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Local Explanations for Deep Learning Models

CS 6966/5966, Fall 2023
MoWe / 4:35-5:55 PM , WEB 1230, Recordings

Instructor: Ana Marasović

Office Hours: Wed 12-1p (MEB 2166)

Today it is not unusual to ask chatbots such as ChatGPT to answer something as well as explain the answer in plain English. In this course, we will review five types of methods for explaining individual predictions of deep learning models for NLP/computer vision tasks that preceded this remarkable achievement. We will then revisit evaluations of these methods and focus on how to develop and evaluate explainability methods that best accomplish a concrete, real-world utility. For more information read FAQ.

Through this website we will share:

Syllabus, announcements, communicating grades, policies, etc. are shared on Canvas. Communication will be done through Piazza. You will turn in your assignments to Gradescope.


The calendar and readings are tentative and subject to change.

Date Theme Topic Lecture Materials Work due
8/21 Course Logistics [recording] [slides] [readings]
8/23 Background Transformer [recording] [slides] [readings]
8/28 How certain is the model in its prediction? Pretrain-Finetune; Uncertainty quantification [recording] [slides] [readings]
8/30 In plain English, why is this input assigned this label? Prompting; Instruction-finetuning; Chain-of-Thoughts [recording] [slides] [readings] HW1 (by 8/31)
9/4 Labor Day (no class)
9/6 cont. Free-text explanations; Human evaluation [recording] [slides] [readings]
9/11 cont. In-class paper discussion [slides] [readings] Presentation / write-up
9/13 Which part of the input led to a prediction? Attribution; Gradient-based; Select-then-predict [recording] [slides] [readings] HW2 (by 9/14)
9/18 cont. In-class paper discussion [slides] [readings] Presentation / write-up
9/20 Which human-interpretable concept led to the prediction? Pairwise interaction features (attention-based); Concept-based explanations [recording] [slides] [readings]
9/25 cont. In-class paper discussion [slides] [readings] Presentation / write-up
9/27 Which training examples caused the prediction? Data influence; Influence functions [recording] [slides] [readings] HW3 (by 9/28)
10/2 cont. In-class paper discussion [slides] [readings] Presentation / write-up
10/4 Which part of the input should be changed to change the prediction to a given label? Contrastive explanations; Contrastive editing [recording] [slides] [readings] HW4 (by 10/5)
10/9 Fall Break (no class)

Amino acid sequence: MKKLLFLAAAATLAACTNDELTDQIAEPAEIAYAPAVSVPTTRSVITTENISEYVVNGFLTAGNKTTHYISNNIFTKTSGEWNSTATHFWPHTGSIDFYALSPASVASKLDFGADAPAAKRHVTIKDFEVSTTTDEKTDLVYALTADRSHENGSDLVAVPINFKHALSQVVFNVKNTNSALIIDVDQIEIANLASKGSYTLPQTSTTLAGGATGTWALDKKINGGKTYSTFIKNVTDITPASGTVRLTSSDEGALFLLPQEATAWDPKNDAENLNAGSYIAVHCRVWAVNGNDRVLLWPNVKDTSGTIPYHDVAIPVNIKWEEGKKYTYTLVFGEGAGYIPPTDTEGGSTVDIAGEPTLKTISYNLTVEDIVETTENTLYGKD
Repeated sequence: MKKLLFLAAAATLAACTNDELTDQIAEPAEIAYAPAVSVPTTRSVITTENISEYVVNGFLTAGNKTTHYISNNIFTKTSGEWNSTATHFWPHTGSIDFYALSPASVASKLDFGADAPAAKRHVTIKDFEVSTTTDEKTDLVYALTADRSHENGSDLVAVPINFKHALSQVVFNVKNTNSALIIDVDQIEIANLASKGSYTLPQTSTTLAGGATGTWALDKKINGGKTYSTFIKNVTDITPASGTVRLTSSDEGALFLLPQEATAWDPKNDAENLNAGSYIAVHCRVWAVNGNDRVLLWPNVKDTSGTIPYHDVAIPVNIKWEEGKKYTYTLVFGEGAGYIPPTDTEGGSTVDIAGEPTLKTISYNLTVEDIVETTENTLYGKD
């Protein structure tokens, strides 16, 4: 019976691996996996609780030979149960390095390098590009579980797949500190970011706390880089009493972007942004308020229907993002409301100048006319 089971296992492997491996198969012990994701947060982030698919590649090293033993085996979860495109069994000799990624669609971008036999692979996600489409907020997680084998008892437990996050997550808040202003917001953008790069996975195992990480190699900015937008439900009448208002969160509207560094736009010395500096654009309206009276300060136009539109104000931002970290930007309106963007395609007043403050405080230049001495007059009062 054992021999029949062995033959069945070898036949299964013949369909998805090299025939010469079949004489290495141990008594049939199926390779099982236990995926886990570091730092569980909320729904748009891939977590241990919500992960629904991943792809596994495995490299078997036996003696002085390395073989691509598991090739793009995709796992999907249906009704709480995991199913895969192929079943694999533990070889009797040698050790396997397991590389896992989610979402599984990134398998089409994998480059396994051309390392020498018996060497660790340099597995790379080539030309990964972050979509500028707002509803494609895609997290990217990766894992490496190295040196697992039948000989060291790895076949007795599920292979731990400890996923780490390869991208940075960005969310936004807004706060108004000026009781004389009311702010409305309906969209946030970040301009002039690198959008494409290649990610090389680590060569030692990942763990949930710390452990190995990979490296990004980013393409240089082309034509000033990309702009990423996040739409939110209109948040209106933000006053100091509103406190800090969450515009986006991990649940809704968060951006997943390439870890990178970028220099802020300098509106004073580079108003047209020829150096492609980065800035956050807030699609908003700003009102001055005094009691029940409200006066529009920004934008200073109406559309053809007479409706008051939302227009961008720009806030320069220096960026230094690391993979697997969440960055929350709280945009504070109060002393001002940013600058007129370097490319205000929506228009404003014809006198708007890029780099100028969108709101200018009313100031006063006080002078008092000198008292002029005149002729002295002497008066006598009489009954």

10/11 Fall Break (no class)
10/16 Application-grounded evaluations of explanations Reliance and complementary human-AI team performance [recording] [slides] [readings]
10/18 In-class group work Project framing Project proposal
10/23 cont. Prerequisites, causes, & goals of human trust in AI [recording] [slides] [readings]
10/25 cont. Experimental design for human evaluations, use cases, and challenges (asynchronous learning) [readings]
10/30 cont. Challenges in fostering (dis)trust in AI [recording] [slides] [readings]
11/1 cont. In-class paper discussion [slides] [readings] Presentation / write-up; 2-week project report by 11/2
11/6 In-class group work Peer feedback Report of changes
11/8 Explainability as a dialog Principles, roadmap, risks, & opportunities [recording] [slides] [readings]
11/13 Asynchronous group work Work on projects
11/15 cont. In-class paper discussion [slides] [readings] Presentation / write-up
11/20 In-class group work Prepare a user study [slides] User study v1
11/22 In-class group work Peer user studies User study w/ real values
11/27 Looking back Looking back [recording] [slides] Poster v1 by 11/29
11/29 In-class group work Finalizing posters Poster final version
12/4 Exam Exam
12/6 Poster presentations Poster questionnaire

FAQ Before Enrolling

Is attending the class in person mandatory? [Click to expand!]

Six paper discussions, five in-class group activites, exam, and poster presentations must be attended in person. Given that this makes 13 class session in total, the instructor does not recommend enrolling in this class if you can’t attend it in person.

What will you learn in this course? [Click to expand!]
  • Train a transformer-based model for an NLP or computer vision application, obtain its predictions, and apply common explainability methods (covered in lectures) to explain the predictions. Four homework assignments are designed to work on this.

  • Define utility/function of an explanation for a given application. This course should teach you to ask: “What will best accomplish the explanatory functions [I hope to achieve in this case]?” (specific; application-based) instead of “Is this an appropriate explanation [in this case]?” (generic; very common in current ML research). A successful project proposal (a component of the grade) has to define an appropriate function.

  • Identify and apply a method that creates appropriate explanations for a desired utility/function. A successful intermediate project status report should identify such a method.